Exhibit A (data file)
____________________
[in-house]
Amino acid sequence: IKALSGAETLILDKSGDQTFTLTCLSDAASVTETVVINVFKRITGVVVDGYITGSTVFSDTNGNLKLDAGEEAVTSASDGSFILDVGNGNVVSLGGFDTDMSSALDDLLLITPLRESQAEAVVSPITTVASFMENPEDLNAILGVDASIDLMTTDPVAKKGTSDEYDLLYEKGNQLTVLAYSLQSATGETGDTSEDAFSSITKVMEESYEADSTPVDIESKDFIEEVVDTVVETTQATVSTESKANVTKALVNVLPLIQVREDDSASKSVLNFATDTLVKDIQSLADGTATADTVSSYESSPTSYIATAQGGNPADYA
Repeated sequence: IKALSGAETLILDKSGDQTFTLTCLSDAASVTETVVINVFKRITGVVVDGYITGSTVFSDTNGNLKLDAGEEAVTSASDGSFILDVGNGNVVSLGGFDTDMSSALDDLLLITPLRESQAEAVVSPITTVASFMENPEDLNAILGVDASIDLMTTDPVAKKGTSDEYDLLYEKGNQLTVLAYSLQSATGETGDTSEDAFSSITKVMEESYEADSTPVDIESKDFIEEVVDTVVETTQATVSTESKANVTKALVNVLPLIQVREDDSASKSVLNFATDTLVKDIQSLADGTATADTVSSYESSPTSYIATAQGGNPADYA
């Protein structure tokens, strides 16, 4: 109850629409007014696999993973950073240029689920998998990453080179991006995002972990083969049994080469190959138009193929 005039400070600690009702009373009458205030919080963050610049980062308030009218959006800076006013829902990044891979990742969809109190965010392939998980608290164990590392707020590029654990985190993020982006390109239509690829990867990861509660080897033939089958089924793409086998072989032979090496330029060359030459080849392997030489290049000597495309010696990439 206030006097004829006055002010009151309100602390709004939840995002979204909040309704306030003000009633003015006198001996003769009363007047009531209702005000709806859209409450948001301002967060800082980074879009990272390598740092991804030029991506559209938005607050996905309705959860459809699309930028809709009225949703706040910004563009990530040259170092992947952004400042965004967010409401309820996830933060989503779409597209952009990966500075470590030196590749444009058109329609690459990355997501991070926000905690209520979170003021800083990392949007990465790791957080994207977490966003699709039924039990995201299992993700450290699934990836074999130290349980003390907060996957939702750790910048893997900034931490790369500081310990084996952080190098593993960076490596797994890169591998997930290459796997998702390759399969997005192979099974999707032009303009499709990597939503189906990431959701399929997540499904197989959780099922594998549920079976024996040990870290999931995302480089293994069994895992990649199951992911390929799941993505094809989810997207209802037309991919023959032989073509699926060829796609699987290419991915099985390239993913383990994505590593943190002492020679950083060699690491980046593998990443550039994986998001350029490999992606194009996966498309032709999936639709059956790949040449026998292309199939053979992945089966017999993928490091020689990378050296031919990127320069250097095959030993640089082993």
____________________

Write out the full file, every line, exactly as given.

[in-house]
Amino acid sequence: IKALSGAETLILDKSGDQTFTLTCLSDAASVTETVVINVFKRITGVVVDGYITGSTVFSDTNGNLKLDAGEEAVTSASDGSFILDVGNGNVVSLGGFDTDMSSALDDLLLITPLRESQAEAVVSPITTVASFMENPEDLNAILGVDASIDLMTTDPVAKKGTSDEYDLLYEKGNQLTVLAYSLQSATGETGDTSEDAFSSITKVMEESYEADSTPVDIESKDFIEEVVDTVVETTQATVSTESKANVTKALVNVLPLIQVREDDSASKSVLNFATDTLVKDIQSLADGTATADTVSSYESSPTSYIATAQGGNPADYA
Repeated sequence: IKALSGAETLILDKSGDQTFTLTCLSDAASVTETVVINVFKRITGVVVDGYITGSTVFSDTNGNLKLDAGEEAVTSASDGSFILDVGNGNVVSLGGFDTDMSSALDDLLLITPLRESQAEAVVSPITTVASFMENPEDLNAILGVDASIDLMTTDPVAKKGTSDEYDLLYEKGNQLTVLAYSLQSATGETGDTSEDAFSSITKVMEESYEADSTPVDIESKDFIEEVVDTVVETTQATVSTESKANVTKALVNVLPLIQVREDDSASKSVLNFATDTLVKDIQSLADGTATADTVSSYESSPTSYIATAQGGNPADYA
């Protein structure tokens, strides 16, 4: 109850629409007014696999993973950073240029689920998998990453080179991006995002972990083969049994080469190959138009193929 005039400070600690009702009373009458205030919080963050610049980062308030009218959006800076006013829902990044891979990742969809109190965010392939998980608290164990590392707020590029654990985190993020982006390109239509690829990867990861509660080897033939089958089924793409086998072989032979090496330029060359030459080849392997030489290049000597495309010696990439 206030006097004829006055002010009151309100602390709004939840995002979204909040309704306030003000009633003015006198001996003769009363007047009531209702005000709806859209409450948001301002967060800082980074879009990272390598740092991804030029991506559209938005607050996905309705959860459809699309930028809709009225949703706040910004563009990530040259170092992947952004400042965004967010409401309820996830933060989503779409597209952009990966500075470590030196590749444009058109329609690459990355997501991070926000905690209520979170003021800083990392949007990465790791957080994207977490966003699709039924039990995201299992993700450290699934990836074999130290349980003390907060996957939702750790910048893997900034931490790369500081310990084996952080190098593993960076490596797994890169591998997930290459796997998702390759399969997005192979099974999707032009303009499709990597939503189906990431959701399929997540499904197989959780099922594998549920079976024996040990870290999931995302480089293994069994895992990649199951992911390929799941993505094809989810997207209802037309991919023959032989073509699926060829796609699987290419991915099985390239993913383990994505590593943190002492020679950083060699690491980046593998990443550039994986998001350029490999992606194009996966498309032709999936639709059956790949040449026998292309199939053979992945089966017999993928490091020689990378050296031919990127320069250097095959030993640089082993």